Why States Are Decriminalizing Fentanyl Test Strips

Test strips that serve to alert to the presence of fentanyl are quickly being decriminalized in many areas of the United States. Georgia has recently joined states like Tennessee, Wisconsin, Alabama, and New Mexico in legalizing these potentially life-saving strips, per CNN

According to California's Department of Public Health (CDPH), the test strips are meant to be utilized by persons using drugs such as methamphetamines or opioids in order to test for the presence of fentanyl. CDPH notes that you only need a very small sample of the drug to get an accurate reading and it only takes about 5 minutes to yield a result.

While fentanyl test strips remain illegal in many states due to being categorized as drug paraphernalia, advocates and experts are hopeful that this will change, per CNN. Director of the National Institute on Drug Abuse at the National Institutes of Health Dr. Nora Volkow explained to CNN, "We hope all the states would come to realize the dangers of contamination are so high and that fentanyl test strips empower a person taking drugs to know whether they have fentanyl."

Preventing overdoses with the legalization of fentanyl test strips

The reason why the legalization of fentanyl test strips is so prudent is that there has been an alarming rise in overdose deaths involving the drug in the past few years. According to CNN, two out of every three fatal overdoses in the United States in 2021 were because of fentanyl-like substances and estimates suggest more than 150 people die each day from them. Often found in heroin, cocaine, methamphetamines, and pills, fentanyl is approximately 100 times stronger than morphine and can easily kill you with just the smallest amount, per CNN.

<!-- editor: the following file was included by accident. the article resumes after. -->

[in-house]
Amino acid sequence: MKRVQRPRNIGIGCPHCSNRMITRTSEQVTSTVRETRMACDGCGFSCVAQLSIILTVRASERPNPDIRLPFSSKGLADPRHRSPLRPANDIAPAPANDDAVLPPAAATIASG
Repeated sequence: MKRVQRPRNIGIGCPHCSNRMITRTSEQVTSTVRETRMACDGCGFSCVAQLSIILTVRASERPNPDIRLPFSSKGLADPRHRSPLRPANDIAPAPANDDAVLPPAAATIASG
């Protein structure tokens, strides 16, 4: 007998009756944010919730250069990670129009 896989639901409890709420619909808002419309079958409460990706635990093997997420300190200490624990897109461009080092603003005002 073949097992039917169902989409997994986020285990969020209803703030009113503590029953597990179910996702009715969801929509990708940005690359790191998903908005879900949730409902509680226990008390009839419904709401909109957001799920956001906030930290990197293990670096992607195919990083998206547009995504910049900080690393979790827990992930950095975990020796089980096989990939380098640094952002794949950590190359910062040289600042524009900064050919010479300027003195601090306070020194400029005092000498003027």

According to the Centers for Disease Control and Prevention (CDC), someone who is experiencing a fentanyl overdose may stop breathing, make choking noises, have clammy skin, and may pass out. Originally intended for medical use to help with severe pain, fentanyl became popular in the illegal drug market thanks to the fact that it makes drugs cheaper and more potent, per CDC.

Although the legalization of fentanyl test strips may not be enough to resolve the opioid epidemic within the United States, it's an important step toward reducing the fatal consequences that accidental overdoses can cause.